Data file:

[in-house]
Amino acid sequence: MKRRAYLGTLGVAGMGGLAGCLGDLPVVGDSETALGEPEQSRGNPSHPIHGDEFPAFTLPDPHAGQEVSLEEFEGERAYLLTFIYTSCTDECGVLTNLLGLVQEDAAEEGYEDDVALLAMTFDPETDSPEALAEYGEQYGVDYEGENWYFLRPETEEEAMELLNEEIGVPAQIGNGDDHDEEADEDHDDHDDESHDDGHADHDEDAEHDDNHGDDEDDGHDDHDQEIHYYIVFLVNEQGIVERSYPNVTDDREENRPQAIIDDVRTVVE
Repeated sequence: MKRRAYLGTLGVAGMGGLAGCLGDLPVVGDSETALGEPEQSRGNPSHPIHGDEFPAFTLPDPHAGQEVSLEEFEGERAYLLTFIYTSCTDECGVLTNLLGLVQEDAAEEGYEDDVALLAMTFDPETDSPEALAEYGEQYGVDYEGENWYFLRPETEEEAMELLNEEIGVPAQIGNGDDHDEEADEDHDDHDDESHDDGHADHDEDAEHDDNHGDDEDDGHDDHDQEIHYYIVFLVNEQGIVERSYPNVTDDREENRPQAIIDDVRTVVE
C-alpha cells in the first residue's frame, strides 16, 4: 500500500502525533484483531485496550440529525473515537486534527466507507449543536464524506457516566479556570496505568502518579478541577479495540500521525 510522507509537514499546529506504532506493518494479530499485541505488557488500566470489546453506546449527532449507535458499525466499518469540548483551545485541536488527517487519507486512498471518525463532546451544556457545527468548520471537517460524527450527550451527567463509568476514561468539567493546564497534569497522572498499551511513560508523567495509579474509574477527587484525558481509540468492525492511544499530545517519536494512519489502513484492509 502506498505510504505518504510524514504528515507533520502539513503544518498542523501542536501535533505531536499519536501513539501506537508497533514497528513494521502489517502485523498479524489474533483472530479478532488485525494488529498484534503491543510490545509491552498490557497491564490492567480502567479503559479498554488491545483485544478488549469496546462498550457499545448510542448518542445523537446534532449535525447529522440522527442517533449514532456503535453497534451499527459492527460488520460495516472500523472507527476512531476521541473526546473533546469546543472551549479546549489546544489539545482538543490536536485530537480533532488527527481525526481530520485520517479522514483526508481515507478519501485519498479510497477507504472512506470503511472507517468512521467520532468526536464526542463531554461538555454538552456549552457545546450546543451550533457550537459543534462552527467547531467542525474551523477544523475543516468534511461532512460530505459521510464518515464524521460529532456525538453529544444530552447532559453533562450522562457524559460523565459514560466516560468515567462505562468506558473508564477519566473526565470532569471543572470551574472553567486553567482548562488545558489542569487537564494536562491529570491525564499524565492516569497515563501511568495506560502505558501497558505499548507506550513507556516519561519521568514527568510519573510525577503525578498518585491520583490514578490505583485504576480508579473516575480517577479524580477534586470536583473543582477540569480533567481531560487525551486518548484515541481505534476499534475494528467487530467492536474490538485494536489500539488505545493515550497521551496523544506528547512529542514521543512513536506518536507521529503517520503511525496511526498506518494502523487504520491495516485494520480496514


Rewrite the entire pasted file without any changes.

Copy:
[in-house]
Amino acid sequence: MKRRAYLGTLGVAGMGGLAGCLGDLPVVGDSETALGEPEQSRGNPSHPIHGDEFPAFTLPDPHAGQEVSLEEFEGERAYLLTFIYTSCTDECGVLTNLLGLVQEDAAEEGYEDDVALLAMTFDPETDSPEALAEYGEQYGVDYEGENWYFLRPETEEEAMELLNEEIGVPAQIGNGDDHDEEADEDHDDHDDESHDDGHADHDEDAEHDDNHGDDEDDGHDDHDQEIHYYIVFLVNEQGIVERSYPNVTDDREENRPQAIIDDVRTVVE
Repeated sequence: MKRRAYLGTLGVAGMGGLAGCLGDLPVVGDSETALGEPEQSRGNPSHPIHGDEFPAFTLPDPHAGQEVSLEEFEGERAYLLTFIYTSCTDECGVLTNLLGLVQEDAAEEGYEDDVALLAMTFDPETDSPEALAEYGEQYGVDYEGENWYFLRPETEEEAMELLNEEIGVPAQIGNGDDHDEEADEDHDDHDDESHDDGHADHDEDAEHDDNHGDDEDDGHDDHDQEIHYYIVFLVNEQGIVERSYPNVTDDREENRPQAIIDDVRTVVE
C-alpha cells in the first residue's frame, strides 16, 4: 500500500502525533484483531485496550440529525473515537486534527466507507449543536464524506457516566479556570496505568502518579478541577479495540500521525 510522507509537514499546529506504532506493518494479530499485541505488557488500566470489546453506546449527532449507535458499525466499518469540548483551545485541536488527517487519507486512498471518525463532546451544556457545527468548520471537517460524527450527550451527567463509568476514561468539567493546564497534569497522572498499551511513560508523567495509579474509574477527587484525558481509540468492525492511544499530545517519536494512519489502513484492509 502506498505510504505518504510524514504528515507533520502539513503544518498542523501542536501535533505531536499519536501513539501506537508497533514497528513494521502489517502485523498479524489474533483472530479478532488485525494488529498484534503491543510490545509491552498490557497491564490492567480502567479503559479498554488491545483485544478488549469496546462498550457499545448510542448518542445523537446534532449535525447529522440522527442517533449514532456503535453497534451499527459492527460488520460495516472500523472507527476512531476521541473526546473533546469546543472551549479546549489546544489539545482538543490536536485530537480533532488527527481525526481530520485520517479522514483526508481515507478519501485519498479510497477507504472512506470503511472507517468512521467520532468526536464526542463531554461538555454538552456549552457545546450546543451550533457550537459543534462552527467547531467542525474551523477544523475543516468534511461532512460530505459521510464518515464524521460529532456525538453529544444530552447532559453533562450522562457524559460523565459514560466516560468515567462505562468506558473508564477519566473526565470532569471543572470551574472553567486553567482548562488545558489542569487537564494536562491529570491525564499524565492516569497515563501511568495506560502505558501497558505499548507506550513507556516519561519521568514527568510519573510525577503525578498518585491520583490514578490505583485504576480508579473516575480517577479524580477534586470536583473543582477540569480533567481531560487525551486518548484515541481505534476499534475494528467487530467492536474490538485494536489500539488505545493515550497521551496523544506528547512529542514521543512513536506518536507521529503517520503511525496511526498506518494502523487504520491495516485494520480496514